Friday, September 9, 2016

A trip to see Dr. Granet

A lot has happened since July when we first met Dr. Hertle.

Surgery Date

We decided shortly after the trip that we definitely wanted to get surgery for Jesse sooner than later and so we called his office and we were added to the surgery wait list.  A few short weeks later and we got the call, October 6th would be our surgery date.

Wow.  This just got real.

However, it wasn't all smiles and excitement.  In fact, it was very little excitement and a lot more nervousness.  Like more nervousness than one would expect.  I mostly expected that I would be like 70% nervous and 30% excited for Jesse's future.  Instead both Jeremy and I found ourselves uneasy about the prospect of surgery with Dr. Hertle at this point.

So we decided to sleep on it a while and allow ourselves a few weeks to consider.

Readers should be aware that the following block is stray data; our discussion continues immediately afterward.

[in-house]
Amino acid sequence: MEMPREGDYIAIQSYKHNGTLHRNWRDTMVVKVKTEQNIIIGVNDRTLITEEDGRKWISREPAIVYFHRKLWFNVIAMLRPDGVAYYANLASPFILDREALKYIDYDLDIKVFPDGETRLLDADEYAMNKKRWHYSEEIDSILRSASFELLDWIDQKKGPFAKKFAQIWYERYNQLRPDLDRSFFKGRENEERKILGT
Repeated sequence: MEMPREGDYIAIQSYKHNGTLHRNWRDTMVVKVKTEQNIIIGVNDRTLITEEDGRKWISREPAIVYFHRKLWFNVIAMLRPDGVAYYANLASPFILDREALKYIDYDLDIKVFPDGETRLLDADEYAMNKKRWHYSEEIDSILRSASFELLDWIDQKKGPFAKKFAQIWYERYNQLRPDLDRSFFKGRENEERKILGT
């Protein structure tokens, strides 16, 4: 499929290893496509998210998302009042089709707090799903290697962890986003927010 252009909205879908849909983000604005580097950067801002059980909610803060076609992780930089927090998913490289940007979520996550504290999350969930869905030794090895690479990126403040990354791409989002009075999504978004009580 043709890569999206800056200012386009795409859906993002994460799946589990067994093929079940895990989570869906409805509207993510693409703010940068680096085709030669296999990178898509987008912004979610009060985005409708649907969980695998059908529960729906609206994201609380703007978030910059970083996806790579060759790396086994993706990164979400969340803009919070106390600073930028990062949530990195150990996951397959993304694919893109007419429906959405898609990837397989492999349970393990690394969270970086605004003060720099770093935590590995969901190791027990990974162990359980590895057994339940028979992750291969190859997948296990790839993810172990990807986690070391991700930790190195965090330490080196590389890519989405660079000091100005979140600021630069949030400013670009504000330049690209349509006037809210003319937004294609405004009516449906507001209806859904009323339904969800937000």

At this point we had done lots and lots of research, read numerous forums and hundreds of posts from fellow parents on Facebook.  So many differing opinions and so many unique children with their own unique story.  Some who love one doctor and passionately hate another, some who are indifferent, some children who've had success after one surgery, other's who've needed two, and yet others who've needed 4 and still haven't found the results they are looking for.

A few days after being scheduled for surgery, I called down to Dr. Granet's office in San Diego and requested a visit for early September.   As I've said before, we are very fortunate that we have the opportunity and resources to visit so many of the top nystagmus doctors in the country, and in the world.

I also had the opportunity to join a Facebook group for a third doctor, Dr. Lingua.  This group is a private group and solely designed as a support group for parents and kids who've had or are having surgery with Dr. Lingua.  I am so thankful to the moderator, who has not only allowed me to join their group and follow along, seeing results first hand, but who has become a close friend in this community of parents.  She's answered so many of my questions and is so supportive.